Find us on Facebook!
  • Can animals suffer from PTSD?
  • Is anti-Zionism the new anti-Semitism?
  • "I thought I was the only Jew on a Harley Davidson, but I was wrong." — Gil Paul, member of the Hillel's Angels. http://jd.fo/g4cjH
  • “This is a dangerous region, even for people who don’t live there and say, merely express the mildest of concern about the humanitarian tragedy of civilians who have nothing to do with the warring factions, only to catch a rash of *** (bleeped) from everyone who went to your bar mitzvah! Statute of limitations! Look, a $50 savings bond does not buy you a lifetime of criticism.”
  • That sound you hear? That's your childhood going up in smoke.
  • "My husband has been offered a terrific new job in a decent-sized Midwestern city. This is mostly great, except for the fact that we will have to leave our beloved NYC, where one can feel Jewish without trying very hard. He is half-Jewish and was raised with a fair amount of Judaism and respect for our tradition though ultimately he doesn’t feel Jewish in that Larry David sort of way like I do. So, he thinks I am nuts for hesitating to move to this new essentially Jew-less city. Oh, did I mention I am pregnant? Seesaw, this concern of mine is real, right? There is something to being surrounded by Jews, no? What should we do?"
  • "Orwell described the cliches of politics as 'packets of aspirin ready at the elbow.' Israel's 'right to defense' is a harder narcotic."
  • From Gene Simmons to Pink — Meet the Jews who rock:
  • The images, which have since been deleted, were captioned: “Israel is the last frontier of the free world."
  • As J Street backs Israel's operation in Gaza, does it risk losing grassroots support?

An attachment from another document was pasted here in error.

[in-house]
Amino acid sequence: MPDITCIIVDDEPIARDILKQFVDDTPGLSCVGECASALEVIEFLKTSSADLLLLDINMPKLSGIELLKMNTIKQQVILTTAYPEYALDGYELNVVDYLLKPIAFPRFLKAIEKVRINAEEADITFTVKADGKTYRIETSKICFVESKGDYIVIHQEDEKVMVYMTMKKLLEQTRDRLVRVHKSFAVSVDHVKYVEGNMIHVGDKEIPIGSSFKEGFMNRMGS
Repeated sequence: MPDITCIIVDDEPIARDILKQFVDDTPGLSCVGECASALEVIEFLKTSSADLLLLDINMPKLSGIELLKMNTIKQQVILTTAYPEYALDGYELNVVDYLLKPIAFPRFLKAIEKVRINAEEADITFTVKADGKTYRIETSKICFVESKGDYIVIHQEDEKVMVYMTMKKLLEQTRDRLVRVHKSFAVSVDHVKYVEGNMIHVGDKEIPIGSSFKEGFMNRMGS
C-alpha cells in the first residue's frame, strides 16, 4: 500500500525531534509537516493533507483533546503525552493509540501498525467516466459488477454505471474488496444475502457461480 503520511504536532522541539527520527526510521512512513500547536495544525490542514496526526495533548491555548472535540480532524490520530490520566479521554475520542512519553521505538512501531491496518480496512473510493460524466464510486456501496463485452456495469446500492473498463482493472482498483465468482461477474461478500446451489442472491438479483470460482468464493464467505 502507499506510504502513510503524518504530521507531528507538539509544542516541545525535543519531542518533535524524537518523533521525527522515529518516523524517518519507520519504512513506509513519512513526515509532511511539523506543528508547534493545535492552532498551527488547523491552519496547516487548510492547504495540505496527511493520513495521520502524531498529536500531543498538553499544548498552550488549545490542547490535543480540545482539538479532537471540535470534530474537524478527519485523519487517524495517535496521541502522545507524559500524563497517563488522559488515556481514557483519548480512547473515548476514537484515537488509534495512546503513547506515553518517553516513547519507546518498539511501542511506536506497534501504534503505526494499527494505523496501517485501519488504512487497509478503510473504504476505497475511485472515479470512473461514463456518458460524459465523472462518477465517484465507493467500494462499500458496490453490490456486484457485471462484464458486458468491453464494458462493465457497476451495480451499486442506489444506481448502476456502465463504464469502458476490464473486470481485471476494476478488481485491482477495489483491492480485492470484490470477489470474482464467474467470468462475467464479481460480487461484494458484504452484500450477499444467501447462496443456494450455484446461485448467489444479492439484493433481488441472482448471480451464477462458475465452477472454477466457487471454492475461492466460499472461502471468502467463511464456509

• What Thomas Aquinas might say about #Hamas' tunnels:
  • The Jewish bachelorette has spoken.
  • "When it comes to Brenda Turtle, I ask you: What do you expect of a woman repressed all her life who suddenly finds herself free to explore? We can sit and pass judgment, especially when many of us just simply “got over” own sexual repression. But we are obliged to at least acknowledge that this problem is very, very real, and that complete gender segregation breeds sexual repression and unhealthy attitudes toward female sexuality."
  • "Everybody is proud of the resistance. No matter how many people, including myself, disapprove of or even hate Hamas and its ideology, every single person in Gaza is proud of the resistance." Part 2 of Walid Abuzaid's on-the-ground account of life in #Gaza:
  • After years in storage, Toronto’s iconic red-and-white "Sam the Record Man" sign, complete with spinning discs, will return to public view near its original downtown perch. The sign came to symbolize one of Canada’s most storied and successful Jewish family businesses.
  • from-cache

Would you like to receive updates about new stories?




















We will not share your e-mail address or other personal information.

Already subscribed? Manage your subscription.